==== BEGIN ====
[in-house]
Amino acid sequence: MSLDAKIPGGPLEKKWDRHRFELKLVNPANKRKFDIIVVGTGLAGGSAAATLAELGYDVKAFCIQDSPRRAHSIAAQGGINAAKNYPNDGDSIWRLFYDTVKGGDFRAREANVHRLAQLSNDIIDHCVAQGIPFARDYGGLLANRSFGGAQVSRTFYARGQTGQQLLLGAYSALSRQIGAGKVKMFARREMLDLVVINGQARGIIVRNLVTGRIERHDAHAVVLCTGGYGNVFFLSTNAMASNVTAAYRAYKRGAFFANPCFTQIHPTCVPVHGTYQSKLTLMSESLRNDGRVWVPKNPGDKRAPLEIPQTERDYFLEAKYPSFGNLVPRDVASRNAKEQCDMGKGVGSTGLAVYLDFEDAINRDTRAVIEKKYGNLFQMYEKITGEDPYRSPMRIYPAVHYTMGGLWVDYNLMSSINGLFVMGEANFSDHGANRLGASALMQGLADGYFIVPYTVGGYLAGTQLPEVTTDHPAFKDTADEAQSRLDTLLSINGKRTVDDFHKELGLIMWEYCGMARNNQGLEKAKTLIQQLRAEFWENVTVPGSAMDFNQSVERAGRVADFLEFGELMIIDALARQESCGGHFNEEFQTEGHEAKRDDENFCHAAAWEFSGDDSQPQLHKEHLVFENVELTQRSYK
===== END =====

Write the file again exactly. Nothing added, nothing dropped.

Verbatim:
[in-house]
Amino acid sequence: MSLDAKIPGGPLEKKWDRHRFELKLVNPANKRKFDIIVVGTGLAGGSAAATLAELGYDVKAFCIQDSPRRAHSIAAQGGINAAKNYPNDGDSIWRLFYDTVKGGDFRAREANVHRLAQLSNDIIDHCVAQGIPFARDYGGLLANRSFGGAQVSRTFYARGQTGQQLLLGAYSALSRQIGAGKVKMFARREMLDLVVINGQARGIIVRNLVTGRIERHDAHAVVLCTGGYGNVFFLSTNAMASNVTAAYRAYKRGAFFANPCFTQIHPTCVPVHGTYQSKLTLMSESLRNDGRVWVPKNPGDKRAPLEIPQTERDYFLEAKYPSFGNLVPRDVASRNAKEQCDMGKGVGSTGLAVYLDFEDAINRDTRAVIEKKYGNLFQMYEKITGEDPYRSPMRIYPAVHYTMGGLWVDYNLMSSINGLFVMGEANFSDHGANRLGASALMQGLADGYFIVPYTVGGYLAGTQLPEVTTDHPAFKDTADEAQSRLDTLLSINGKRTVDDFHKELGLIMWEYCGMARNNQGLEKAKTLIQQLRAEFWENVTVPGSAMDFNQSVERAGRVADFLEFGELMIIDALARQESCGGHFNEEFQTEGHEAKRDDENFCHAAAWEFSGDDSQPQLHKEHLVFENVELTQRSYK